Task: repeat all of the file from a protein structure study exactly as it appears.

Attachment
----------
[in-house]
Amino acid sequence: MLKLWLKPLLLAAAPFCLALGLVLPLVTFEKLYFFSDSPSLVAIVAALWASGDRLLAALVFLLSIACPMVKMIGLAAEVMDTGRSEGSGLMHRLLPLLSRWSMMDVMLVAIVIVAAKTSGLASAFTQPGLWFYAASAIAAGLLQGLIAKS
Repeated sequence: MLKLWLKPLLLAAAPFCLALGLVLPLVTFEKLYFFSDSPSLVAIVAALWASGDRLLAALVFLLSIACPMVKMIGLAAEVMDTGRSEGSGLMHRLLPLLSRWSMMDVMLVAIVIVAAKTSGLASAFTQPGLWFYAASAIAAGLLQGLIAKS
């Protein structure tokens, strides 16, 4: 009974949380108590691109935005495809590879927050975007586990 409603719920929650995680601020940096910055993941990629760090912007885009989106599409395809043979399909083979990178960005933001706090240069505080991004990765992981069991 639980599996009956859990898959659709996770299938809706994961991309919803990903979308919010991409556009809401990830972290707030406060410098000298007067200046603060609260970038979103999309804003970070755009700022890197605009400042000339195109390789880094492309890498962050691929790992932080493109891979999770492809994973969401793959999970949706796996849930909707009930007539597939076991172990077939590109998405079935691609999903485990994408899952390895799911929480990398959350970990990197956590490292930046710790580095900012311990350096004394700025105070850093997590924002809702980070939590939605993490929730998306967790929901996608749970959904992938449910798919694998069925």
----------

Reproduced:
[in-house]
Amino acid sequence: MLKLWLKPLLLAAAPFCLALGLVLPLVTFEKLYFFSDSPSLVAIVAALWASGDRLLAALVFLLSIACPMVKMIGLAAEVMDTGRSEGSGLMHRLLPLLSRWSMMDVMLVAIVIVAAKTSGLASAFTQPGLWFYAASAIAAGLLQGLIAKS
Repeated sequence: MLKLWLKPLLLAAAPFCLALGLVLPLVTFEKLYFFSDSPSLVAIVAALWASGDRLLAALVFLLSIACPMVKMIGLAAEVMDTGRSEGSGLMHRLLPLLSRWSMMDVMLVAIVIVAAKTSGLASAFTQPGLWFYAASAIAAGLLQGLIAKS
């Protein structure tokens, strides 16, 4: 009974949380108590691109935005495809590879927050975007586990 409603719920929650995680601020940096910055993941990629760090912007885009989106599409395809043979399909083979990178960005933001706090240069505080991004990765992981069991 639980599996009956859990898959659709996770299938809706994961991309919803990903979308919010991409556009809401990830972290707030406060410098000298007067200046603060609260970038979103999309804003970070755009700022890197605009400042000339195109390789880094492309890498962050691929790992932080493109891979999770492809994973969401793959999970949706796996849930909707009930007539597939076991172990077939590109998405079935691609999903485990994408899952390895799911929480990398959350970990990197956590490292930046710790580095900012311990350096004394700025105070850093997590924002809702980070939590939605993490929730998306967790929901996608749970959904992938449910798919694998069925």